He knew deep down inside that there was a lot of “emotional wreckage,” so he headed Mother Aya’s call. He traveled to the Amazon jungle to try the popular hallucinogenic concoction. He likened his ayahuasca experience to a “final surrender.”
“You have so many experiences that run the gamut from absolute terror to pure joy,” he said. “You realize there’s another layer of understanding there.”
2. Jesse Gould, former Army Ranger
Jesse Gould is another veteran who had a life-changing experience with ayahuasca after overcoming his traumas. For him, the benefits one can find in the jungle retreat experience outweigh the risks.
Gould created the Heroic Hearts Project, a nonprofit group that raises money to send veterans who are at the low point of their lives to psychedelic retreats. After Gould left the Army and traveled, he found a comfortable job in finance that drove him to heavy drinking and left him “a feeling of dread about everything.”
When he sought the Department of Veterans Affairs in Tampa where he lived, he was encouraged to take antidepressants that did not appeal to him. So, in 2016, he quit his job and booked a trip to Peru to join an ayahuasca retreat. He admitted that it was an unexpected decision and was out of character for someone like him who avoided drugs all his life.
“I definitely grew up in the D.A.R.E. generation. I was very much into ‘Just say no’,” Gould shared.
Looking back at his ayahuasca experience, the first few ceremonies were brutal for Gould. He even described them as “an all-out war.” He vomited 20 times in one night and felt like he was pushed “to the edge of sanity.” However, several months later, his depression mellowed after using ayahuasca. Also, his crippling social anxiety melted away and his mood swings which were like a “tug of war in my brain” ceased. No more traumas. No more fear. He became free from what used to hold him back and weigh him down after attending several ayahuasca ceremonies.
“It seemed to almost rewire my brain,” Gould added.
“People instantly have the image of a hippie,” he said. “But because of my service, a lot of people that are in a completely different demographic tend to listen.”
Gould and his team have raised over $250,000 to pay for psychedelic retreat scholarships for dozens of veterans. They also support the move to decriminalize psychedelics with their positive testimonies.
3. Chris Sutherland, a Canadian soldier
Chris Sutherland retired on full disability for PTSD after years of panic attacks, binge drinking and periods of taking antidepressants. All of those left him feeling, “I was no longer human.”
When he attended ayahuasca ceremonies, he encountered the “most terrifying night of my life.” Yes, it was the worst that he felt, it was “more terrifying than any combat I have ever been in.”
However, the ayahuasca trips he made helped him overcome his long standing fear and made him realize one thing — “I am not a sociopath,” he said.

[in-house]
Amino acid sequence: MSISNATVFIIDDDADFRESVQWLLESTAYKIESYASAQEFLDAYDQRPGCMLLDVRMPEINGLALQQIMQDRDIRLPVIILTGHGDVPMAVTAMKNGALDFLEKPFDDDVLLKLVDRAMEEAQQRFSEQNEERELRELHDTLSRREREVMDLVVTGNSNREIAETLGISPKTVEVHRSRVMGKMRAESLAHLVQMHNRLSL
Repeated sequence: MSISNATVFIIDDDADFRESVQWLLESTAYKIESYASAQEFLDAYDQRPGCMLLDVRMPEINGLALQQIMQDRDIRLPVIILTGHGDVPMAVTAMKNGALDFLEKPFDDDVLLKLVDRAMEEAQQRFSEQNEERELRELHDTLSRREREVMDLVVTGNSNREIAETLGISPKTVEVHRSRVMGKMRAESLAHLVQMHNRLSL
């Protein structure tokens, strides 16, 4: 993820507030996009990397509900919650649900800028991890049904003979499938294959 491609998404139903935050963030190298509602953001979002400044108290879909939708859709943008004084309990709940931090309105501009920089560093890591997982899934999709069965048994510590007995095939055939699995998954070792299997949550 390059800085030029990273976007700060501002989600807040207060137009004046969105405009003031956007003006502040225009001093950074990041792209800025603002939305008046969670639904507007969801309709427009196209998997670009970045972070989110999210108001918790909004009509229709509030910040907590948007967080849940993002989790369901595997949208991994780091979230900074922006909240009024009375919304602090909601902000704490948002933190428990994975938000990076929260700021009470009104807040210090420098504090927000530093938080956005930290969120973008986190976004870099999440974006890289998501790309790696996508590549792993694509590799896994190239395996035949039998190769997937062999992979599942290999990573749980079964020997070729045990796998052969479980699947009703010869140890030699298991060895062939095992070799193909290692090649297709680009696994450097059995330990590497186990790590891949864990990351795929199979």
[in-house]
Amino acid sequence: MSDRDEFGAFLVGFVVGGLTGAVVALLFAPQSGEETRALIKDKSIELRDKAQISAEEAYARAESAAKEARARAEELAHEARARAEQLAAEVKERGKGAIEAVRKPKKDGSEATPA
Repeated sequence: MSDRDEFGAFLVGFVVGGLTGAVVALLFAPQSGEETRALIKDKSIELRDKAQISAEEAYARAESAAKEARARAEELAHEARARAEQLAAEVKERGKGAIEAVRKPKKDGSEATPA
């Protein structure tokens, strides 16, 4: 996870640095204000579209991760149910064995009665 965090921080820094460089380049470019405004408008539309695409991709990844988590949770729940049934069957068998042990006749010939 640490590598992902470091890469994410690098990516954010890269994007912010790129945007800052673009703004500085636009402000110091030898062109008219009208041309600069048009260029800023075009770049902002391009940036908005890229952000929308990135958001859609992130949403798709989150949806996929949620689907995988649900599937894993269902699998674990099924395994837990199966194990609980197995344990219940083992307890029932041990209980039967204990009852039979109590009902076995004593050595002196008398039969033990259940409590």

“I was always worried that I was evil, but I was shown where my compassion lies,” he added.
The good thing with classic psychedelics is that they are not considered drugs of addiction, according to Griffiths. The National Institute on Drug Abuse does not classify them as drugs of addiction or dependence. Instead, they have the potential to combat drug addiction.
Griffiths initiated their first study on addictions and chose tobacco dependence. They didn’t want to start with cocaine or alcohol or opiate dependence because they didn’t know what to expect. After running a small pilot study in 15 chronic cigarette smokers and combining psilocybin administration with cognitive behavior therapy for cigarette smoking cessation, their team discovered that 80% of that group was abstinent which was an “outrageous outcome for cigarette smoking.”
According to Psychology Today(28)https://www.psychologytoday.com/us/blog/talking-about-trauma/202008/ayahuasca-and-its-potential-treat-ptsd, ayahuasca can treat a variety of mental health issues. However, the experience can be unique to the individual. Nicole Anders, a clinical psychologist who specializes in PTSD discussed the topic in an interview with the Trauma and Mental Health Report. She shared her experience with the psychedelic brew.
“I have sat in a ceremony with Ayahuasca twice. The first time it was a transformative, positive, and beautiful experience, which allowed me to grieve the loss of my mother. I felt so much love. The second time was dark, scary, and felt defragmented. I felt like I was dying,” she said as quoted by Psychology Today.
4. David Radband, British former special forces soldier
David Radband decided to travel to the jungle in hope of drowning out the rage that had consumed him after leaving the army. He admitted to being violent which landed him in prison for assault, he also tried to kill himself twice by hanging and once by stabbing himself in the gut. His PTSD also cost him the custody of his children. Things were so bad for Radband before he encountered ayahuasca.
“I was blocking emotions with anger,” Radband shared. “I was putting up a wall all the time.”
After attending an ayahuasca ceremony, Radband discovered something in himself — he found a will to live. The ayahuasca ceremonies he attended reignited his desire to live, survive and appreciate himself. He started to realize that he has something to offer to the world.
“You know, I tried to kill myself twice, but I’m not ready to die,” he said. “I have so much more to give.”
Risks When Taking Ayahuasca
Ingesting ayahuasca is not a smooth and easy experience. Despite the positive stories you will often hear about it, the actual ayahuasca experience may not be very pleasing at all. In fact, those who tried it experienced dizziness, weakness, tremors, altered consciousness and abnormal sensations.